The Girls' Day School Trust, which runs 29 schools in England and Wales, wants the requirement to work in different types of schools written into all teachers' contracts.
Barbara Harrison, chief executive, said working across the sectors should be part of teachers' continual training through their careers.
"At the moment there is no need for a teacher to step outside the comfort zone that they work in," she said. "Changing that would certainly create more rounded teachers. Having teachers work in both types of school would create understanding and break down barriers. It could be very powerful."
Secondary school teachers should also spend time working in primaries and vice versa, Ms Harrison said. The move would allow teachers to develop a better understanding of how children develop at different stages of their education.
Ms Harrison made the suggestion yesterday, at a seminar hosted by the trust and Civitas, the right-wing think-tank.
Andrew Adonis, the junior minister for schools, also addressed the conference about ending the independent and state school divide.
Under the trust's proposal, teachers would work on a placement in other types of schools. This could be concentrated in a block or spread out over a year.
The trust is planning to launch a pilot scheme of staff exchanges with about 50 teachers from its schools. It already runs smaller-scale projects in its schools, including masterclasses in primaries.
Wimbledon High, a trust school in south-west London, and King's College School for boys in Wimbledon, work with five state schools as part of London Challenge. Teachers run masterclasses and Easter revision sessions for pupils.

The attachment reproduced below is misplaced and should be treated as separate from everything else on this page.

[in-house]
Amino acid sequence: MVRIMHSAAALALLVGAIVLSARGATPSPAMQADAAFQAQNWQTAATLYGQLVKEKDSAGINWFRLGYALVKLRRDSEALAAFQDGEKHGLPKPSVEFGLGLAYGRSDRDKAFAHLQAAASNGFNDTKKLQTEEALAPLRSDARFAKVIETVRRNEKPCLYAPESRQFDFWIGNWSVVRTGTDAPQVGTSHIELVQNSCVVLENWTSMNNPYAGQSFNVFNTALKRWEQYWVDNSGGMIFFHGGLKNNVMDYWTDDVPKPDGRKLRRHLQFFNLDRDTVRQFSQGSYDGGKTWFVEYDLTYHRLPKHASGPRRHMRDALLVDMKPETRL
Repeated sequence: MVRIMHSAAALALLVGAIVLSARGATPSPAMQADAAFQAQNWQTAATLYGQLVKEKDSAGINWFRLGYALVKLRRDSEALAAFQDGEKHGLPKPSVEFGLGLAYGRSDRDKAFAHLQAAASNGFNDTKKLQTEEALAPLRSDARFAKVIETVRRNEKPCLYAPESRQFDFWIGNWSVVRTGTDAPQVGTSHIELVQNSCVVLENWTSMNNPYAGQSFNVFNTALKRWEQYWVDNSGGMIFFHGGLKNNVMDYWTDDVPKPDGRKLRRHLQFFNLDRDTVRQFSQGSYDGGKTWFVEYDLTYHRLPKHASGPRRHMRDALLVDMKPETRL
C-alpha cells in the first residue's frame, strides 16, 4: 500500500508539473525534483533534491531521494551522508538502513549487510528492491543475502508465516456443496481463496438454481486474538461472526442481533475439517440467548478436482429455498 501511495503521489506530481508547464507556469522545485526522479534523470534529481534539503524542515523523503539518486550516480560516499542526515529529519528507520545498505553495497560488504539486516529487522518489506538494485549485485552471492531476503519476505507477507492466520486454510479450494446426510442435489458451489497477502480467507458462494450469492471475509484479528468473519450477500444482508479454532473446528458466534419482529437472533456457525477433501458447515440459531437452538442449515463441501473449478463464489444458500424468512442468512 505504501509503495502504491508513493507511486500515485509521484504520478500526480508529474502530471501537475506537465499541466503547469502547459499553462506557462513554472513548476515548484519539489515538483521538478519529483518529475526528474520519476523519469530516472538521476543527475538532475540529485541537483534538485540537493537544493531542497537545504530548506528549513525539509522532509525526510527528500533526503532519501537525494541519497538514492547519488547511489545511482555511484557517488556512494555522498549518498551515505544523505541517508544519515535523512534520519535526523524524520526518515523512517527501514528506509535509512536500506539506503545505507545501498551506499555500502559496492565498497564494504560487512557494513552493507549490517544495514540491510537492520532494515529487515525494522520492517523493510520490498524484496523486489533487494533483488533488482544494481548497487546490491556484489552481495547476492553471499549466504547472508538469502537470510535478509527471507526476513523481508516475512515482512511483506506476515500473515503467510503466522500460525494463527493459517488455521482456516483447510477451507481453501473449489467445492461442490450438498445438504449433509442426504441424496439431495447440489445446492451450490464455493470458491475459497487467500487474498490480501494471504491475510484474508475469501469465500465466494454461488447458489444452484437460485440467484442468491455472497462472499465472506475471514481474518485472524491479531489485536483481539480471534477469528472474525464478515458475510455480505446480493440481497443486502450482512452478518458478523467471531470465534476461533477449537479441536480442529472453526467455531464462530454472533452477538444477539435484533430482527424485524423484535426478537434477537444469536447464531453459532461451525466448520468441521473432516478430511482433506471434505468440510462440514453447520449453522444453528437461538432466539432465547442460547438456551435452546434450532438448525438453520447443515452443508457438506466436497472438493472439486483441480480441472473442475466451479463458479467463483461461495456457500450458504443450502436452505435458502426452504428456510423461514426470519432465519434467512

Pamela Wilkes, head of Wimbledon High, said: "We gain as much and sometimes more than the maintained sector. The teaching is often fantastic because they have to work harder to motivate their students."
Belvedere, a trust school in Liverpool, became one of the first two independent schools to switch to the state sector by becoming an academy in September last year. Another trust school, Birkenhead High, on Merseyside, will become an academy next year.
David Green, director of Civitas, told the seminar that removing the barriers to opening new schools was the best way to improve standards in deprived areas. Richer parents already monopolised the best state schools, leaving poorer families with low-performing schools.
Dr Green advocated a voucher system, similar to one used in Sweden, where parents could pay for a place at any school, including independent schools, which are banned from charging top-up fees.
Profit-making companies should be free to open and run state schools where there is parental demand for higher standards, he said.